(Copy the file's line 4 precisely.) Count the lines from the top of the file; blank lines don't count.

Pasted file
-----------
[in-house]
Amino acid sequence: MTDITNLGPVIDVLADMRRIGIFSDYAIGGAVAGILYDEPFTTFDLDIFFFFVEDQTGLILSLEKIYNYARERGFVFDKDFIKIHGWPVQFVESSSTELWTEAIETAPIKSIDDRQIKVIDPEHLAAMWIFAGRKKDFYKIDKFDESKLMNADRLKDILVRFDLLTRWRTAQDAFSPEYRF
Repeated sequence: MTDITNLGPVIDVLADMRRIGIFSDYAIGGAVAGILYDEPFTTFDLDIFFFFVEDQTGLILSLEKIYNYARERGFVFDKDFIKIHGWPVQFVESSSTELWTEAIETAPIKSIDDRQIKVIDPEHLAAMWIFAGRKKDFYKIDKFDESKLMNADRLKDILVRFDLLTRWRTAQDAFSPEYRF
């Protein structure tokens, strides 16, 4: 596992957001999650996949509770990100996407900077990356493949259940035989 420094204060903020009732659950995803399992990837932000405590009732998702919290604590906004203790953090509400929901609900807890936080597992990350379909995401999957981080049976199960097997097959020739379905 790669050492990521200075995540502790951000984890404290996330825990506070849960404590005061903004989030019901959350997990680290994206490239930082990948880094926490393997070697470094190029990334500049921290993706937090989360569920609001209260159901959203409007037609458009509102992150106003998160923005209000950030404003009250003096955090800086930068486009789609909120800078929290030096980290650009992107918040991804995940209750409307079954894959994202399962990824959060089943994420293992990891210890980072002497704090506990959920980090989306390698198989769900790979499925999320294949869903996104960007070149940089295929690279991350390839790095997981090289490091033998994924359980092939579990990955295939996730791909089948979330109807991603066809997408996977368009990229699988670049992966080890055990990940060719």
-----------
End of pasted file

């Protein structure tokens, strides 16, 4: 596992957001999650996949509770990100996407900077990356493949259940035989 420094204060903020009732659950995803399992990837932000405590009732998702919290604590906004203790953090509400929901609900807890936080597992990350379909995401999957981080049976199960097997097959020739379905 790669050492990521200075995540502790951000984890404290996330825990506070849960404590005061903004989030019901959350997990680290994206490239930082990948880094926490393997070697470094190029990334500049921290993706937090989360569920609001209260159901959203409007037609458009509102992150106003998160923005209000950030404003009250003096955090800086930068486009789609909120800078929290030096980290650009992107918040991804995940209750409307079954894959994202399962990824959060089943994420293992990891210890980072002497704090506990959920980090989306390698198989769900790979499925999320294949869903996104960007070149940089295929690279991350390839790095997981090289490091033998994924359980092939579990990955295939996730791909089948979330109807991603066809997408996977368009990229699988670049992966080890055990990940060719």